City Council to vote on $562,500 grant to DeLorean

Next week, City Council will decide whether to grant more than half a million dollars to DeLorean Motor Company to establish its headquarters on the Southwest Side — the first step in the company’s plan to produce an updated, electric version of its iconic 1980s-era coupe.

DeLorean resurfaced in February when it ran a pre-Super Bowl ad teasing a comeback for the company that was made famous for its namesake auto’s role in the “Back to the Future” movies.

City staffers recommended giving $562,500 to DeLorean in exchange for the revamped automaker hiring 450 workers here and investing more than $18 million at its planned headquarters at Port San Antonio.

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If council approves the grant, it would be worth $1,250 per job that DeLorean creates, and paid out as the company hits hiring targets.

DeLorean plans to hire 450 employees by 2026. Most of the jobs will be engineering positions that pay over $70,000 annually. All workers at DeLorean’s headquarters will earn more than $50,000 per year, according to the city grant agreement.

By comparison, the median worker in San Antonio earned under $40,000 last year, according to the federal Bureau of Labor Statistics.

San Antonio leaders who have sought to build an automotive manufacturing hub in the region have cheered DeLorean’s headquarters decision.

Toyota recently completed a nearly-$400 million expansion at its auto plant on the South Side, where it will soon start building the Sequoia SUV alongside the redesigned Tundra pickup. And heavy-duty truck maker Navistar International showed off its new factory on the South Side last month, where the company is beginning to assemble commercial trucks.

Tesla, meanwhile, started building vehicles at its “gigafactory” outside Austin last year.

City staffers touted the kind of jobs DeLorean has said it will create, many of them in engineering and testing.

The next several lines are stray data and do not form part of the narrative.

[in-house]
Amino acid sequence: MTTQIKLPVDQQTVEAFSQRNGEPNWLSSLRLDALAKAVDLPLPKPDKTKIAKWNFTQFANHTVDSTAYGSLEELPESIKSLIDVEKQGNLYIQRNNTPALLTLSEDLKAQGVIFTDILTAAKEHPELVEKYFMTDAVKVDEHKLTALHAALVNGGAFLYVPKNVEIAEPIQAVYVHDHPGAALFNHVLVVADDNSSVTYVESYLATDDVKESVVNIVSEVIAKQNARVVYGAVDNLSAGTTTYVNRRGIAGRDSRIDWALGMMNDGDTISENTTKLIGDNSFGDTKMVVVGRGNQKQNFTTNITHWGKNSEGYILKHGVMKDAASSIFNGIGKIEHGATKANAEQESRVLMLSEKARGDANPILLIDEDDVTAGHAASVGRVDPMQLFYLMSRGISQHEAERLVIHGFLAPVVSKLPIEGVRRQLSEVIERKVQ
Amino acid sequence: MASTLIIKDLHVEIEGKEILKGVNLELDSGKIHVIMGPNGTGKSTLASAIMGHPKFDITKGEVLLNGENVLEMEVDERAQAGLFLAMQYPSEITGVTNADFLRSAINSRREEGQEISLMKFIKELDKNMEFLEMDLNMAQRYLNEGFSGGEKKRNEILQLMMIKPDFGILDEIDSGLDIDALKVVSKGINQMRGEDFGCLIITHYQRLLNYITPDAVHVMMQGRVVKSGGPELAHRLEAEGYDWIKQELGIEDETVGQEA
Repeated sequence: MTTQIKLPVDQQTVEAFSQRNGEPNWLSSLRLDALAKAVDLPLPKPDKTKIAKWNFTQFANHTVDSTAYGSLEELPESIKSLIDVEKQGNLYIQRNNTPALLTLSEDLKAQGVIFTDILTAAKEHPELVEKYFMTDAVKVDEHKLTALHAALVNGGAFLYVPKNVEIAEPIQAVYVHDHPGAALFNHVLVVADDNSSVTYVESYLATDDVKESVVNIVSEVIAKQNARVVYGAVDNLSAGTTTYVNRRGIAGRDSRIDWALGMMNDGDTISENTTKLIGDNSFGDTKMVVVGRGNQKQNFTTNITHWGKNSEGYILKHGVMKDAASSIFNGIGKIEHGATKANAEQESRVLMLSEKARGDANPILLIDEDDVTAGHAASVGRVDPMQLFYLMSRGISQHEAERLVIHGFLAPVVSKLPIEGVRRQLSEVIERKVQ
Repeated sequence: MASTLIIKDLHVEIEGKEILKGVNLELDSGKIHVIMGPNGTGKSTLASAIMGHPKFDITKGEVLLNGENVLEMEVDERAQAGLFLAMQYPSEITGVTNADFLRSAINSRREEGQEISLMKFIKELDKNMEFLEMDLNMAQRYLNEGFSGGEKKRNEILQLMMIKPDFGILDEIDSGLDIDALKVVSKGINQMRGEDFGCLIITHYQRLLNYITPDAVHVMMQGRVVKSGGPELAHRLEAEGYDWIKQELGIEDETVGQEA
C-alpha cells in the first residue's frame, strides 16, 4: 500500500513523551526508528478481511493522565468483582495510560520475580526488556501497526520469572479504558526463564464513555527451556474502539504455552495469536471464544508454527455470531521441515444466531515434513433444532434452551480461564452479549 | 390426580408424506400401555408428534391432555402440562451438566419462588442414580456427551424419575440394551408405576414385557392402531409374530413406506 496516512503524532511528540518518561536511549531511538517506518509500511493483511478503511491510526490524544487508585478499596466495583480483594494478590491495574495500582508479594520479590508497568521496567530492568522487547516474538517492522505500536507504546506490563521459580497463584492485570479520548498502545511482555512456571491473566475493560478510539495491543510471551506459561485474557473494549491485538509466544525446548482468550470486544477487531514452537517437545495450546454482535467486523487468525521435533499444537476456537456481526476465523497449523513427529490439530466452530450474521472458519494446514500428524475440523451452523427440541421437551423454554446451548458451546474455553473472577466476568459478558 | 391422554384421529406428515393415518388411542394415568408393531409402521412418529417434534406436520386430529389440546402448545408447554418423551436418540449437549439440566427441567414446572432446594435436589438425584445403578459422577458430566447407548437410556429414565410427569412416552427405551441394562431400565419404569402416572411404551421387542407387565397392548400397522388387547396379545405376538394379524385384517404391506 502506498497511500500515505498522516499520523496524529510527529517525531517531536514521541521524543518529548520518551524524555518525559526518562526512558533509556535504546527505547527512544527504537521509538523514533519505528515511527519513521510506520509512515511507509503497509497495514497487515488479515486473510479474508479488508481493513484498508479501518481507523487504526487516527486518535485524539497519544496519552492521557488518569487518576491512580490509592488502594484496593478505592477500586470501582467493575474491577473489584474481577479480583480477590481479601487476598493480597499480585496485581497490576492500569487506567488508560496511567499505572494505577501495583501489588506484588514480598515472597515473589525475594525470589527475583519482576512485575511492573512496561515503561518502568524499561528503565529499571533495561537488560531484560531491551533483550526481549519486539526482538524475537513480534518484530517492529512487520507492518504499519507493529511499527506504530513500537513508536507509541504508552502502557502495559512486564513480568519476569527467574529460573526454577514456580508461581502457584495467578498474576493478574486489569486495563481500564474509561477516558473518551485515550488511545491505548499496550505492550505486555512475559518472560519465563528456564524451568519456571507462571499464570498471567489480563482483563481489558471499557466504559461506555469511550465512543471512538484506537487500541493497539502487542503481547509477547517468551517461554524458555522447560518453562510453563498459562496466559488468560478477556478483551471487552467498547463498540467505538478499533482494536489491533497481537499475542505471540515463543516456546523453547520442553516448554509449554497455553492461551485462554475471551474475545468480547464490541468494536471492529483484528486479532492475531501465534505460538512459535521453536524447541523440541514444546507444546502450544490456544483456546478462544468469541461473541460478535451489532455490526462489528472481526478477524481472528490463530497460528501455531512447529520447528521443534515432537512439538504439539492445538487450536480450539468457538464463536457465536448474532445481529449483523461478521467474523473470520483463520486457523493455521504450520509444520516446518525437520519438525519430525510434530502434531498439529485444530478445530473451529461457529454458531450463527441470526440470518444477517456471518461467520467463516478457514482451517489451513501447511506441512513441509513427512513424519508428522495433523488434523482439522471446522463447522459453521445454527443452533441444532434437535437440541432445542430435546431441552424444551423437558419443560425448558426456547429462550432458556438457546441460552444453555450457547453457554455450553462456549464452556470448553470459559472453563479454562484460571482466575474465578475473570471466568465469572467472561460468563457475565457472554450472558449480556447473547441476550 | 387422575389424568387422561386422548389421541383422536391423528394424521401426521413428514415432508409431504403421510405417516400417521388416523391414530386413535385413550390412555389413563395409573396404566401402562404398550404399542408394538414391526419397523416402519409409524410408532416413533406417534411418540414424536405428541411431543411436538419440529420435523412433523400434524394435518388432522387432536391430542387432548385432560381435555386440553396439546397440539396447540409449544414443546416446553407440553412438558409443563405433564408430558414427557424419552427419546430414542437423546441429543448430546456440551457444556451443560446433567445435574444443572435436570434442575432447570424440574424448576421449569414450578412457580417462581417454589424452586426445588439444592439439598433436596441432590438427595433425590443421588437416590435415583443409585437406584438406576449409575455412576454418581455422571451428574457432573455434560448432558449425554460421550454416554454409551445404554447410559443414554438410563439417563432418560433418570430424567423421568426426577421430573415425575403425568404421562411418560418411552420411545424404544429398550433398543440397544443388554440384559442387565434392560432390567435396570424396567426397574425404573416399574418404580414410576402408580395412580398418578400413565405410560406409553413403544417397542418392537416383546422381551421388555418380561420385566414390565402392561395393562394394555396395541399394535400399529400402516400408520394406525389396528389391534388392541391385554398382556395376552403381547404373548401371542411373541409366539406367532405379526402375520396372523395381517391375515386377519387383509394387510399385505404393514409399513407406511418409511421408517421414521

“These engineering positions will strengthen and diversify San Antonio’s advance manufacturing cluster by adding hundreds of auto (research and development) positions,” city staffers said in a memo to council members.

DeLorean told the city it expects to produce the electric coupe beginning in 2024. The company plans to contract with an existing auto manufacturing plant in Ontario, Canada, which DeLorean would pay to produce the vehicle. DeLorean would not employ the manufacturing workers.

In February, CEO Joost de Vries said DeLorean will produce a “low volume” of the electric cars. The price for the coupe hasn’t been set, but de Vries said it would be comparable to high-end electric cars such as the Porsche Taycan and Lucid Air, which range from about $80,000 to north of $150,000.

De Vries said the company is looking at producing an SUV vehicle after it starts manufacturing the coupe. DeLorean will “likely utilize an existing facility in South Carolina” to produce the SUV, according to the city contract.

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City Council also will vote next week on whether to designate DeLorean as a “Texas Enterprise Zone Project.”

The designation would make DeLorean eligible for refunds on state sales and use taxes, a subsidy worth $1.25 million over five years. The state administers that program, and it wouldn’t cost the city.

De Vries has declined to say how much funding DeLorean has secured, though he said in February the company is “not under-capitalized.”

DeLorean earlier this week released a teaser image of its electric coupe. The company plans to unveil the vehicle on Aug. 18 at the Concours d’Elegance auto show in Pebble Beach, Calif.

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